While we were in Las Vegas debuting Muse to the world, some amazing things were happening in the world of BCI
Like this : research at the School of Medicine at Tsinghua University shows that it will one day be feasible to implement a minimally invasive brain computer interface procedure.
And: incorporating P300 (a process that reflects an individuals neural response to certain stimuli) in assistive gaming is a popular research topic right now. This month a paper was released that suggested ways to improve flexibility and accuracy in a BCI-controlled game.
The work of our colleagues in advancing BCI research continues to amaze us! We’re fortunate to get a chance to write about it here every week and share it with you.
We got a lot of questions about brain computer interfacing while we were at CES. Is Muse a BCI, and how is Muse different from clinical BCI set-ups? Even while this blog post isn’t directly about Muse, one researcher at the Qatar Assistive Technology Center gives a great definition and break down of what a BCI is, and how it differs from consumer products on the market today. Check it out here…
This week in our news roundup: Scientific American releases clips of very aleatoric brainwave music recorded simultaneously using EEG and fMRI (avant garde music aficionados, please put your hand up); University of California at Berkley’s study on brain mapping is now online in an interactive form; NeuroGaming announces dates for their 2013 conference, a hybrid gaming and BCI expo in San Francisco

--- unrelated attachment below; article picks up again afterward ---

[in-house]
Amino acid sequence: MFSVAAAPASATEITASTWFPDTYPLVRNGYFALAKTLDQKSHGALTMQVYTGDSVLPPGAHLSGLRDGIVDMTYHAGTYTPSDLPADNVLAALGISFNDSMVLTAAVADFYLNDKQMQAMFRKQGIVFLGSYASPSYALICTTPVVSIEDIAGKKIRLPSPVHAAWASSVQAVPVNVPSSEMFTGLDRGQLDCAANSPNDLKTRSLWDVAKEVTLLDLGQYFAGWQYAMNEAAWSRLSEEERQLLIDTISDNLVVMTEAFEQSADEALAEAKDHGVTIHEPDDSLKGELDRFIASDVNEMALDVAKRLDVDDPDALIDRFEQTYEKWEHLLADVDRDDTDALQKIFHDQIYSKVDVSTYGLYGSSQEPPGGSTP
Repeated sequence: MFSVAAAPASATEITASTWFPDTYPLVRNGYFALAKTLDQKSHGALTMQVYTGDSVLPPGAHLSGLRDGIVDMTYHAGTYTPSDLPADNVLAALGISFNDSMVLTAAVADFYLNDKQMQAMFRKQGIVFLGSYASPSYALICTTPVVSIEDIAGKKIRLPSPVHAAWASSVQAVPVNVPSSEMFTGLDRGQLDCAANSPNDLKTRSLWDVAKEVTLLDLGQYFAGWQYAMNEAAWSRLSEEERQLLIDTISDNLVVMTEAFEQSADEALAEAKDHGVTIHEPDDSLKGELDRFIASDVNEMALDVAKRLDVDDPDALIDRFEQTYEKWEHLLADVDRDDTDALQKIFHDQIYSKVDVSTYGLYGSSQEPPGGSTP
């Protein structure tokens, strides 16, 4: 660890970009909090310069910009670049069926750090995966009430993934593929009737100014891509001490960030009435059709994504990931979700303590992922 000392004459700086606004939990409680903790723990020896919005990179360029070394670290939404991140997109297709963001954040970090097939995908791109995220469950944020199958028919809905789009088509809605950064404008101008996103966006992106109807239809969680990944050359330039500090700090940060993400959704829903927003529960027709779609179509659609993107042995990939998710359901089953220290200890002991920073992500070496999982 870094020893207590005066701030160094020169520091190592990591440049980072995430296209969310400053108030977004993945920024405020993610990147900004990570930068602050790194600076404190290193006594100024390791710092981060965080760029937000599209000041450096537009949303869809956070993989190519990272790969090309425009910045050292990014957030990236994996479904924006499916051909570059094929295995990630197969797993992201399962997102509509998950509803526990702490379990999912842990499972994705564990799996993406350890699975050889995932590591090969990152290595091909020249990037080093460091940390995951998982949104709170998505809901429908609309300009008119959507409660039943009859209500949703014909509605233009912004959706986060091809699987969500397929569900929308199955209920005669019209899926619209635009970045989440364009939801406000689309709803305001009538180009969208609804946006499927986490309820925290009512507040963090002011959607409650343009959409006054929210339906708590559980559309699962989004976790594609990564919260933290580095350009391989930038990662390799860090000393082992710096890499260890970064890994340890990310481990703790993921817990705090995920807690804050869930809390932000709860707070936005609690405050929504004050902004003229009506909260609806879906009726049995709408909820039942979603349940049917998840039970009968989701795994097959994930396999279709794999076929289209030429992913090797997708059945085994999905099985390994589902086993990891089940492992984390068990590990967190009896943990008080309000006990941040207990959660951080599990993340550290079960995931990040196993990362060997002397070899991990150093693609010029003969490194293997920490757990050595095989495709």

1// NeuroGaming announces dates for the 2013 conference and expo
Are we at the dawn of the age of neurogaming? Zach Lynch, founder of the NeuroGaming Conference and Expo, thinks so. The event takes place May 1st and 2nd, 2013, in San Francisco California, and brings together some of the biggest game developers and producers of neurowear in the industry. Being called the E3 of BCI gaming, it’s not just limited to brain controlled games: think augmented reality, sensor devices, and keynotes from core people.
2// How the brain sort’s what we see
University of California at Berkley recently released an amazing interactive map, dubbed the ‘Brain Viewer’, that maps brain regions based on visual stimuli. The school recorded patients’ brain activity using fMRI, while they watched a movie, to see how the brain encodes visual information. The result is a database of thousands of categories, objects, and actions. You can explore it for free here. Just to note: the interactive map uses a lot of RAM, and requires Google Chrome, so make sure you have all other apps shut down before you open the website
3// Just for fun: listen
Scientific American recently posted a video and podcast of music recorded directly from brainwave activity using EEG and fMRI technology. Take a listen here and at the Scientific American link above.
The InteraXon news roundup is published weekly, every Sunday night, to recap trends and breaking news in the world of brain computer interfaces and thought controlled computing. Do you have a story you’d like to submit or share? Contact us at firstname.lastname@example.org (subject line “News Story”) or leave a comm